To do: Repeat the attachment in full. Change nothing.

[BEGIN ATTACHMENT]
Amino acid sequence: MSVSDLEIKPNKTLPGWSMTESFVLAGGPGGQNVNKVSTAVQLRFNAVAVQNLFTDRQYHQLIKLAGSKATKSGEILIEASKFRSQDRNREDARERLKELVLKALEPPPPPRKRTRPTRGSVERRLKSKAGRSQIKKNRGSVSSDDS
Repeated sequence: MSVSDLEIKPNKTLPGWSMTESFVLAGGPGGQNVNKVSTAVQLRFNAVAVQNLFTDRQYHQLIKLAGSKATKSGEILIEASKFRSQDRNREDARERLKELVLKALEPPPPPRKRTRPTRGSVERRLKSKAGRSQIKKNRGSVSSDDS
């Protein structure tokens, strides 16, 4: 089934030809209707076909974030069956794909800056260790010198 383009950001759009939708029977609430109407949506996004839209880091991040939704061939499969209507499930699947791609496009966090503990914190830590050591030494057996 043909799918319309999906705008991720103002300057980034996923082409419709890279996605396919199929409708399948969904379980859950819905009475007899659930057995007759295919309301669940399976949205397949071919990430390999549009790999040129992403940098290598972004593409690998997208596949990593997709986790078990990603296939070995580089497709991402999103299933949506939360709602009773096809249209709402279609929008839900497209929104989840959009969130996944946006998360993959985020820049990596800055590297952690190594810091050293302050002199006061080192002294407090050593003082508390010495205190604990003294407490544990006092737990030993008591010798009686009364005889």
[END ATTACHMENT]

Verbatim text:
Amino acid sequence: MSVSDLEIKPNKTLPGWSMTESFVLAGGPGGQNVNKVSTAVQLRFNAVAVQNLFTDRQYHQLIKLAGSKATKSGEILIEASKFRSQDRNREDARERLKELVLKALEPPPPPRKRTRPTRGSVERRLKSKAGRSQIKKNRGSVSSDDS
Repeated sequence: MSVSDLEIKPNKTLPGWSMTESFVLAGGPGGQNVNKVSTAVQLRFNAVAVQNLFTDRQYHQLIKLAGSKATKSGEILIEASKFRSQDRNREDARERLKELVLKALEPPPPPRKRTRPTRGSVERRLKSKAGRSQIKKNRGSVSSDDS
């Protein structure tokens, strides 16, 4: 089934030809209707076909974030069956794909800056260790010198 383009950001759009939708029977609430109407949506996004839209880091991040939704061939499969209507499930699947791609496009966090503990914190830590050591030494057996 043909799918319309999906705008991720103002300057980034996923082409419709890279996605396919199929409708399948969904379980859950819905009475007899659930057995007759295919309301669940399976949205397949071919990430390999549009790999040129992403940098290598972004593409690998997208596949990593997709986790078990990603296939070995580089497709991402999103299933949506939360709602009773096809249209709402279609929008839900497209929104989840959009969130996944946006998360993959985020820049990596800055590297952690190594810091050293302050002199006061080192002294407090050593003082508390010495205190604990003294407490544990006092737990030993008591010798009686009364005889």